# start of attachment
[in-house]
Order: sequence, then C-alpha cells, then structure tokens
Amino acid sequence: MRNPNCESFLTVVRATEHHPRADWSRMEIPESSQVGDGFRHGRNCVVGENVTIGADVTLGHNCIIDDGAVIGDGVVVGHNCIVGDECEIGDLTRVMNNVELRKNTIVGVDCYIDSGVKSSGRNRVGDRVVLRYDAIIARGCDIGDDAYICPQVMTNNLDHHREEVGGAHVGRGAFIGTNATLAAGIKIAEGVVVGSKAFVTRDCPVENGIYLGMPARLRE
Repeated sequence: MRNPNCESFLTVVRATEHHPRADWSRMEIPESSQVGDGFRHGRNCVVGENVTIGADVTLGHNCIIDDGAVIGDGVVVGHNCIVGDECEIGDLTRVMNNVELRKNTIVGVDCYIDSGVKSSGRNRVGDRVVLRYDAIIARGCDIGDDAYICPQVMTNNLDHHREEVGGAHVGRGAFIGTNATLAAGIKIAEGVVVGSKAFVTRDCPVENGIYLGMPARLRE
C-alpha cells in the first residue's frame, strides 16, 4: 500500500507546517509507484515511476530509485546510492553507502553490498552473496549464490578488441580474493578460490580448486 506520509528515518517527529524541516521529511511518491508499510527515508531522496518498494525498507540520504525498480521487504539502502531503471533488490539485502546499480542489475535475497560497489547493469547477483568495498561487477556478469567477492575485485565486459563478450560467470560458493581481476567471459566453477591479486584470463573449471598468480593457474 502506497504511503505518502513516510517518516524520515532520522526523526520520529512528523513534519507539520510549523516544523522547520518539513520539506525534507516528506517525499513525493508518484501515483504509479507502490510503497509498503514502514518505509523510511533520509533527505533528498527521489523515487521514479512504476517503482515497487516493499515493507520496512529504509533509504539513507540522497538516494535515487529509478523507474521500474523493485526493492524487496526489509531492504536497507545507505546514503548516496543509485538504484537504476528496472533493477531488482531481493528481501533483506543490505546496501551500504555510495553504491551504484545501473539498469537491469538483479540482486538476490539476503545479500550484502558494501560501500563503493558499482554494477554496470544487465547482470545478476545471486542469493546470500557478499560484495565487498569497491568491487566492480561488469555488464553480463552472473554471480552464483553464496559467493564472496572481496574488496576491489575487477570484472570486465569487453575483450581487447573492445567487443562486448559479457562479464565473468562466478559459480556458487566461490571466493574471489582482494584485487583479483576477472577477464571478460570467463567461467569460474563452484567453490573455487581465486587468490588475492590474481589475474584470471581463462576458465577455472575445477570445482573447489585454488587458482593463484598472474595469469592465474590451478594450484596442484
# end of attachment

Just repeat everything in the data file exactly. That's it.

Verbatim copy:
[in-house]
Order: sequence, then C-alpha cells, then structure tokens
Amino acid sequence: MRNPNCESFLTVVRATEHHPRADWSRMEIPESSQVGDGFRHGRNCVVGENVTIGADVTLGHNCIIDDGAVIGDGVVVGHNCIVGDECEIGDLTRVMNNVELRKNTIVGVDCYIDSGVKSSGRNRVGDRVVLRYDAIIARGCDIGDDAYICPQVMTNNLDHHREEVGGAHVGRGAFIGTNATLAAGIKIAEGVVVGSKAFVTRDCPVENGIYLGMPARLRE
Repeated sequence: MRNPNCESFLTVVRATEHHPRADWSRMEIPESSQVGDGFRHGRNCVVGENVTIGADVTLGHNCIIDDGAVIGDGVVVGHNCIVGDECEIGDLTRVMNNVELRKNTIVGVDCYIDSGVKSSGRNRVGDRVVLRYDAIIARGCDIGDDAYICPQVMTNNLDHHREEVGGAHVGRGAFIGTNATLAAGIKIAEGVVVGSKAFVTRDCPVENGIYLGMPARLRE
C-alpha cells in the first residue's frame, strides 16, 4: 500500500507546517509507484515511476530509485546510492553507502553490498552473496549464490578488441580474493578460490580448486 506520509528515518517527529524541516521529511511518491508499510527515508531522496518498494525498507540520504525498480521487504539502502531503471533488490539485502546499480542489475535475497560497489547493469547477483568495498561487477556478469567477492575485485565486459563478450560467470560458493581481476567471459566453477591479486584470463573449471598468480593457474 502506497504511503505518502513516510517518516524520515532520522526523526520520529512528523513534519507539520510549523516544523522547520518539513520539506525534507516528506517525499513525493508518484501515483504509479507502490510503497509498503514502514518505509523510511533520509533527505533528498527521489523515487521514479512504476517503482515497487516493499515493507520496512529504509533509504539513507540522497538516494535515487529509478523507474521500474523493485526493492524487496526489509531492504536497507545507505546514503548516496543509485538504484537504476528496472533493477531488482531481493528481501533483506543490505546496501551500504555510495553504491551504484545501473539498469537491469538483479540482486538476490539476503545479500550484502558494501560501500563503493558499482554494477554496470544487465547482470545478476545471486542469493546470500557478499560484495565487498569497491568491487566492480561488469555488464553480463552472473554471480552464483553464496559467493564472496572481496574488496576491489575487477570484472570486465569487453575483450581487447573492445567487443562486448559479457562479464565473468562466478559459480556458487566461490571466493574471489582482494584485487583479483576477472577477464571478460570467463567461467569460474563452484567453490573455487581465486587468490588475492590474481589475474584470471581463462576458465577455472575445477570445482573447489585454488587458482593463484598472474595469469592465474590451478594450484596442484